Noluthando Block is opposing the stokvel’s application, saying its allegations against her are “defamatory, vexatious, scandalous or irrelevant and should be ignored, and I reserve my rights in full”.
She is the sole director of Queenswood Trading, an entity in which the Thuthukani Stokvel invested millions during 2011.
Thuthukani has launched an application to have Queenswood’s assets wound up and placed under the custodianship of the court until a provisional liquidator is appointed.
The stokvel has 1 732 members, who allege that they have lost their savings through Block’s scheme.
The Diamond Fields Advertiser reported in 2012 that another Queenswood investor had also complained of losing millions through the scheme.
Leaked bank details show that two payments of more than R2‑million each were invested with Queenswood and subsequently reinvested with a company called Macro Trade. The investor claimed not to have agreed to this.
Email correspondence between Thuthukani and Queenswood shows that when the stokvel inquired about the status of the investment, it was directed to Macro Trade’s website. The website no longer operates and the company is not registered in South Africa.
According to court papers filed last year, the stokvel’s members aimed to use their return on investments for various expenses including funerals, education and entertainment.
The agreement between Block and the stokvel stipulated that Thuthukani would invest money with Queenswood each month.
In return, it would receive monthly interest of 30% if the total amount invested was less than R2‑million and 35% if it exceeded that amount.
The interest was to be paid into Thuthukani’s bank account on the 15th of each month. After the first six months, Queenswood was supposed to refund Thuthukani’s capital investments in monthly instalments.
Thuthukani representative Walter Ndinisa alleges that between January 26 2011 and May 25 2011, the stokvel made investments with Queenswood totalling R4.2‑million. This is confirmed by bank statements.
During May 2011, Ndinisa contacted Block to complain that the interest payments were erratic -- sometimes more than had been agreed to, and sometimes less.
Thuthukani alleges that Block then agreed on a new payment plan, whereby R750 000 would be paid on the 15th of each month and R595 000 on the 30th from July 2011.
During July and August 2011, Block paid about R2.6‑million into Thuthukani’s bank account. But by September, the payouts had allegedly fallen by more than half, with Queenswood making two payments of R300 000 each that month.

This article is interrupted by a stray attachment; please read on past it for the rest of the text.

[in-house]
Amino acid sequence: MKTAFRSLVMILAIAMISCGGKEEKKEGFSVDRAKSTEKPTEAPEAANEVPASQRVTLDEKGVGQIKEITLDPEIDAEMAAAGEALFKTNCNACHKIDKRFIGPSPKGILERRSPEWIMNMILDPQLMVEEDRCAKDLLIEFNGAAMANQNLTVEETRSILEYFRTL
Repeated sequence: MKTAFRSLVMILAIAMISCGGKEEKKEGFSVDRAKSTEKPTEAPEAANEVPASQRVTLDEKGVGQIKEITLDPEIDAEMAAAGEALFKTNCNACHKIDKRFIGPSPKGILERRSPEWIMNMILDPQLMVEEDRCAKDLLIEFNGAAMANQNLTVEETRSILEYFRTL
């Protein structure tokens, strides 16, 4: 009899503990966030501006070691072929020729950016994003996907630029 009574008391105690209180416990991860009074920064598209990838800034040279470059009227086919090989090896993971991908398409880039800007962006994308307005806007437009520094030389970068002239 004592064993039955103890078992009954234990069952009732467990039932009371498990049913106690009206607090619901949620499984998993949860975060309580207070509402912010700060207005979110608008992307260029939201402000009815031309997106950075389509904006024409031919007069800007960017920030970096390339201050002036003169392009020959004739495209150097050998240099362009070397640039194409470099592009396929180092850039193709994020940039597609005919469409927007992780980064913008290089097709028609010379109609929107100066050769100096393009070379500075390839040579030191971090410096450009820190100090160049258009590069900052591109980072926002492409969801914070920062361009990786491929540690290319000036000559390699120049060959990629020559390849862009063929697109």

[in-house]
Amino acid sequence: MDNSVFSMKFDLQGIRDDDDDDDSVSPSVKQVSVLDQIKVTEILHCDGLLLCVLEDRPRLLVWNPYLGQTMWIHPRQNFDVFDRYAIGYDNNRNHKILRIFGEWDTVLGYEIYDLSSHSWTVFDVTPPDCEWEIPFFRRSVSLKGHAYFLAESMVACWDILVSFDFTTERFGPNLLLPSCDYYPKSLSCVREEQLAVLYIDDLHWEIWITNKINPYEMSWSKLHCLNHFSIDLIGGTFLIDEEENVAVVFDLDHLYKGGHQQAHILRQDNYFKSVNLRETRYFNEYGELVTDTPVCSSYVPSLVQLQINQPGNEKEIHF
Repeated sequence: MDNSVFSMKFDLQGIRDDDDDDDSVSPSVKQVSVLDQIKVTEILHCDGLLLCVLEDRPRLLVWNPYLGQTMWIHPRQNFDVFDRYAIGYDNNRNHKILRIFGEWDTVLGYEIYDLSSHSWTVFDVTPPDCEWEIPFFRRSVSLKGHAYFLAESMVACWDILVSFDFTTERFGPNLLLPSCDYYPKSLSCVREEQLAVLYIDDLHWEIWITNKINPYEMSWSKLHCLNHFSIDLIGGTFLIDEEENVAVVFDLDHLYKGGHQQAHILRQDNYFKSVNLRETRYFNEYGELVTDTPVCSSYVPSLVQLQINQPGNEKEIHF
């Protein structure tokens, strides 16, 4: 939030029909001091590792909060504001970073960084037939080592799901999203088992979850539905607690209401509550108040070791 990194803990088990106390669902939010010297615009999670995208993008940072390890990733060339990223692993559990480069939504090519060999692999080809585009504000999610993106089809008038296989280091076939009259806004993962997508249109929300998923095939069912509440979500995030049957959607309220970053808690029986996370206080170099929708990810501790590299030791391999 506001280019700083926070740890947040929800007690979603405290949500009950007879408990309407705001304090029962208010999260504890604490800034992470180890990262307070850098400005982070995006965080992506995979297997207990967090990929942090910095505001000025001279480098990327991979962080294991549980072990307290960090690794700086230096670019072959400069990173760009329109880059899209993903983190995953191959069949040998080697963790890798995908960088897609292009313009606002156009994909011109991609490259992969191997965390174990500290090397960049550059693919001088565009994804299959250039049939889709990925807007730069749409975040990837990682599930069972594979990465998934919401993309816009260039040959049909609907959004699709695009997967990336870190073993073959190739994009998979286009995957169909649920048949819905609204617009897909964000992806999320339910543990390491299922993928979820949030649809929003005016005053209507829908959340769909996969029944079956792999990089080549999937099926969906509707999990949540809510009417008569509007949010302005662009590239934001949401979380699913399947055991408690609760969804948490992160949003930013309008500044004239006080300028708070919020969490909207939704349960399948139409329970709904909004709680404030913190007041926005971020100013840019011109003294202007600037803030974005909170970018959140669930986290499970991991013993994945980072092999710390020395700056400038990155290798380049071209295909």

The following month, the stok-vel’s lawyers wrote to Queenswood, threatening civil action and demanding to see its Financial Services Board (FSB) registration number. Queenswood denied any liability.
Thuthukani alleges that, to date, Queenswood has failed or refused to pay out the entire R4.2‑million in capital and R2.7‑million in interest.
This is “sufficient proof” that Queenswood is unable to pay its debts, according to Thuthukani’s liquidation application.
The FSB has confirmed to the Mail & Guardian that Queenswood is not listed on its database as a registered financial services provider.
In court papers, Ndinisa says that Block’s failure to comply with the relevant legislation indicates that she “conducts her business recklessly and/or fraudulently, with gross negligence or with the intent to defraud … or for fraudulent purposes … I am advised that [Block] should be criminally liable for fraudulent activities relating to Queenswood Trading.”
In her responding affidavit, Block says Thuthukani was not her client and that she dealt with Ndinisa on the understanding that he was investing his own money.
She denied owing him anything.
Block later reported Thuthukani to the South African Revenue Service, claiming it is not properly registered.
“The applicant [Thuthukani] is unknown to the respondents [Queenswood and Block] and accordingly does not exist,” she claims.
She did not respond to questions from the M&G.
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